The Top Five Accounting Mistakes Analysts Make
Dan Pickett
/ Categories: Financial Modeling

The Top Five Accounting Mistakes Analysts Make

Considerations as you prep for Wall Street Prep

Just in case you don't appreciate the importance of financial modeling to investment analysts, we are posting another article on the heels of the invitation to participate in the Wall Street Prep modeling seminar. A solid understanding of accounting, the ability to read and interpret financial statements, and project financial statements forward reflecting your own forecasts are key skills all good analysts have. The Wall Street Prep seminar is an excellent opportunity to develop those skills and the attached article offers some things to consider. Here are some quick comments on the mistakes identified.

Mistake 1 - using generalized accounting statements. Those of you attending our training sessions should recognize this is a point we make about the standardized Factset financial statements versus the "as-reported" financial statements available on that service (and all others like Bloomberg of CapIQ).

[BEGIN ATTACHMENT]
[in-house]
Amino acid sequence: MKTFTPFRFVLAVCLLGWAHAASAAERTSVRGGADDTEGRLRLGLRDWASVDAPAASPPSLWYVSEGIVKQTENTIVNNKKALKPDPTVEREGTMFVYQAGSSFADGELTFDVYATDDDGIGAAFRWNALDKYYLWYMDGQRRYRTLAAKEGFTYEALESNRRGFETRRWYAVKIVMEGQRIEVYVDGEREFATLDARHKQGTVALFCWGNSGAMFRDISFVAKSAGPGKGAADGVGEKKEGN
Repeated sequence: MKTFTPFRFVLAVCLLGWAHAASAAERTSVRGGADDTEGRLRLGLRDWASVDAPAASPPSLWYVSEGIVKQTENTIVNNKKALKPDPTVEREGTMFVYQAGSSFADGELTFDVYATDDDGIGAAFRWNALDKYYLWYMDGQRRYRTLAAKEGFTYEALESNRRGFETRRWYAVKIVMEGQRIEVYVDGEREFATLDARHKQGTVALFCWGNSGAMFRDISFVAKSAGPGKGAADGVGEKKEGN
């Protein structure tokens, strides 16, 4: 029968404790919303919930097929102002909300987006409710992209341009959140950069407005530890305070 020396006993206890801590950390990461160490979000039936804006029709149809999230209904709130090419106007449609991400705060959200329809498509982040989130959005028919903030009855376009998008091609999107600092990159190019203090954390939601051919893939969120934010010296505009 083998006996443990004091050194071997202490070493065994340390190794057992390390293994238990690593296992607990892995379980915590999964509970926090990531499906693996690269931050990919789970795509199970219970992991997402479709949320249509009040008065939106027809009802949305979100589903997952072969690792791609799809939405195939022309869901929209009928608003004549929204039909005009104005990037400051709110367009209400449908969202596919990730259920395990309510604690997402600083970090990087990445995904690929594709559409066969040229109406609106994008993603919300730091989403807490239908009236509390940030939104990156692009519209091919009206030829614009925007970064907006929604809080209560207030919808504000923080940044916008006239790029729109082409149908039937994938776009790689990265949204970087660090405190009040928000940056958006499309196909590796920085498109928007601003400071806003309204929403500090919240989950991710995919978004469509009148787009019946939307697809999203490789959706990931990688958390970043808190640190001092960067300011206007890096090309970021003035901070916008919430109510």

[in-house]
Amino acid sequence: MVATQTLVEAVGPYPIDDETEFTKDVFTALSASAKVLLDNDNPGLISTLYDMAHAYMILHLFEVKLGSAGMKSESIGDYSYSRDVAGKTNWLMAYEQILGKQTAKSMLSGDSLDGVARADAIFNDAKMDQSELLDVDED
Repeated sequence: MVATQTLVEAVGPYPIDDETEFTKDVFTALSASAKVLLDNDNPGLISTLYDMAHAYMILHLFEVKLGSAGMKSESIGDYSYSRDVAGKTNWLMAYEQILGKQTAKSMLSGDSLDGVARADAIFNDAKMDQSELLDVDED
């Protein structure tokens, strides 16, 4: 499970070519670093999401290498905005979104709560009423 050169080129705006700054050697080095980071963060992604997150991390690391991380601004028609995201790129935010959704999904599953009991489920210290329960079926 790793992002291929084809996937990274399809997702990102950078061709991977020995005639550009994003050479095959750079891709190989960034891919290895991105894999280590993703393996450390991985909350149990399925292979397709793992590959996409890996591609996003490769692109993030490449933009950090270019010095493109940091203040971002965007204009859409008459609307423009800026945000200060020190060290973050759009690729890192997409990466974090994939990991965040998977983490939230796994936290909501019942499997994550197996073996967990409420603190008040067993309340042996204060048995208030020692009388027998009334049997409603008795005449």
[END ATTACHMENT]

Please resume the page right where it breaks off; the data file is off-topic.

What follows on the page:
Mistake 2 - not understanding the reflexivity/interactivity of the three major financial statements. This is something we discuss (at a basic level) in the 1st Accounting 101 training session. In more advanced discussions we consider how companies finance growth if it requires working capital they don't have (e.g. by issuing equity of debt).

Mistake 3 - not creating apples-to-apples comparisons in time. Also discussed in the accounting session - not usually a big deal, but important to understand.

Mistake 4- not adjusting statements for distortions. More important and critical to conisder, e.g. recognizing acquisitions and divestitures will distort growth calculations, or that accounting differences like using stock-based comp or not can affect different company "adjusted" financials.

Mistake 5 - not reading the footnotes. This is a big one. The footnotes provide excellent information regarding revenue recognition policies and other practices that affect the financials and how you interpret them.

If you are really interested in accounting (and if you want to be an investment analyst you should be :)), there are more financial modeling articles in the Research Readings Folder on the CMC website - here.

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